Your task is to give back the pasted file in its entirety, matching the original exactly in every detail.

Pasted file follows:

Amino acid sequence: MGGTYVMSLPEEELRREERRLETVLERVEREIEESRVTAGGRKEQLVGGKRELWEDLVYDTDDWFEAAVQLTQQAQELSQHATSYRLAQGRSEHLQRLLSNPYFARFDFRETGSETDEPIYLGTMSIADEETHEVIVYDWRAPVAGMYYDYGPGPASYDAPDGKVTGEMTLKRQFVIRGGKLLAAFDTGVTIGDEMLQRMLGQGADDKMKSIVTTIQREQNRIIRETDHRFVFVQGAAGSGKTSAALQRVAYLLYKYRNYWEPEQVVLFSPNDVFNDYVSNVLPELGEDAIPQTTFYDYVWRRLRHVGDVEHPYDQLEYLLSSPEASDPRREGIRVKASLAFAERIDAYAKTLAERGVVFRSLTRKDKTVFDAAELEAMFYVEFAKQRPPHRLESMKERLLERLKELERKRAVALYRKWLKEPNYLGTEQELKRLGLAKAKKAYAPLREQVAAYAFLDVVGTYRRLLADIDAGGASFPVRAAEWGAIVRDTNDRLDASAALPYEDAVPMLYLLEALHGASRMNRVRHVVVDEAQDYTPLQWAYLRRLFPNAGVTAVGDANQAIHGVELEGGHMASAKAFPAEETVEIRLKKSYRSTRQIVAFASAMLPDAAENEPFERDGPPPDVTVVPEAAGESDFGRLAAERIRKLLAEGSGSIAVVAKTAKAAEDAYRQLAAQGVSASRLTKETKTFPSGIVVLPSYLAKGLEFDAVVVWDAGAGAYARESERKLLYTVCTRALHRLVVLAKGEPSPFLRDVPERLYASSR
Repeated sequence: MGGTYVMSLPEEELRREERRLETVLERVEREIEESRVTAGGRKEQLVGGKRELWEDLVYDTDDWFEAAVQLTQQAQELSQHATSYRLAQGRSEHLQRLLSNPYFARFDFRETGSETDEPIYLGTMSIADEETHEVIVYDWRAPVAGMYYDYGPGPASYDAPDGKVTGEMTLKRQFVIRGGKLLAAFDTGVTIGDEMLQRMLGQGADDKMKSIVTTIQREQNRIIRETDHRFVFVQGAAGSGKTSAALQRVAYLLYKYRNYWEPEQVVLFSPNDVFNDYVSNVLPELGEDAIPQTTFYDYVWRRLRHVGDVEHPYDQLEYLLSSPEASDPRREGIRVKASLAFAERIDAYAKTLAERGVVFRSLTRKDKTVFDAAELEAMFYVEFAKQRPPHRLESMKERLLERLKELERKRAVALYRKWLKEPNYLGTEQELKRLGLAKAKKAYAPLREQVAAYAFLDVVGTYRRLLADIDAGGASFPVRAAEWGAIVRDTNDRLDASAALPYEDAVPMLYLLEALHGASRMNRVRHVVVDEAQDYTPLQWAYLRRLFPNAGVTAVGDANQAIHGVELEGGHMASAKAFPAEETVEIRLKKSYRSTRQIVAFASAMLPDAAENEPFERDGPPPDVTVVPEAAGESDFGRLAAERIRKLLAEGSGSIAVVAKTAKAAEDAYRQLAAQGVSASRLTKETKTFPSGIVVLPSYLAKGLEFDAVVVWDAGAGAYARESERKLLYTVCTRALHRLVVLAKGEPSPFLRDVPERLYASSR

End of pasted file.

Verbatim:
Amino acid sequence: MGGTYVMSLPEEELRREERRLETVLERVEREIEESRVTAGGRKEQLVGGKRELWEDLVYDTDDWFEAAVQLTQQAQELSQHATSYRLAQGRSEHLQRLLSNPYFARFDFRETGSETDEPIYLGTMSIADEETHEVIVYDWRAPVAGMYYDYGPGPASYDAPDGKVTGEMTLKRQFVIRGGKLLAAFDTGVTIGDEMLQRMLGQGADDKMKSIVTTIQREQNRIIRETDHRFVFVQGAAGSGKTSAALQRVAYLLYKYRNYWEPEQVVLFSPNDVFNDYVSNVLPELGEDAIPQTTFYDYVWRRLRHVGDVEHPYDQLEYLLSSPEASDPRREGIRVKASLAFAERIDAYAKTLAERGVVFRSLTRKDKTVFDAAELEAMFYVEFAKQRPPHRLESMKERLLERLKELERKRAVALYRKWLKEPNYLGTEQELKRLGLAKAKKAYAPLREQVAAYAFLDVVGTYRRLLADIDAGGASFPVRAAEWGAIVRDTNDRLDASAALPYEDAVPMLYLLEALHGASRMNRVRHVVVDEAQDYTPLQWAYLRRLFPNAGVTAVGDANQAIHGVELEGGHMASAKAFPAEETVEIRLKKSYRSTRQIVAFASAMLPDAAENEPFERDGPPPDVTVVPEAAGESDFGRLAAERIRKLLAEGSGSIAVVAKTAKAAEDAYRQLAAQGVSASRLTKETKTFPSGIVVLPSYLAKGLEFDAVVVWDAGAGAYARESERKLLYTVCTRALHRLVVLAKGEPSPFLRDVPERLYASSR
Repeated sequence: MGGTYVMSLPEEELRREERRLETVLERVEREIEESRVTAGGRKEQLVGGKRELWEDLVYDTDDWFEAAVQLTQQAQELSQHATSYRLAQGRSEHLQRLLSNPYFARFDFRETGSETDEPIYLGTMSIADEETHEVIVYDWRAPVAGMYYDYGPGPASYDAPDGKVTGEMTLKRQFVIRGGKLLAAFDTGVTIGDEMLQRMLGQGADDKMKSIVTTIQREQNRIIRETDHRFVFVQGAAGSGKTSAALQRVAYLLYKYRNYWEPEQVVLFSPNDVFNDYVSNVLPELGEDAIPQTTFYDYVWRRLRHVGDVEHPYDQLEYLLSSPEASDPRREGIRVKASLAFAERIDAYAKTLAERGVVFRSLTRKDKTVFDAAELEAMFYVEFAKQRPPHRLESMKERLLERLKELERKRAVALYRKWLKEPNYLGTEQELKRLGLAKAKKAYAPLREQVAAYAFLDVVGTYRRLLADIDAGGASFPVRAAEWGAIVRDTNDRLDASAALPYEDAVPMLYLLEALHGASRMNRVRHVVVDEAQDYTPLQWAYLRRLFPNAGVTAVGDANQAIHGVELEGGHMASAKAFPAEETVEIRLKKSYRSTRQIVAFASAMLPDAAENEPFERDGPPPDVTVVPEAAGESDFGRLAAERIRKLLAEGSGSIAVVAKTAKAAEDAYRQLAAQGVSASRLTKETKTFPSGIVVLPSYLAKGLEFDAVVVWDAGAGAYARESERKLLYTVCTRALHRLVVLAKGEPSPFLRDVPERLYASSR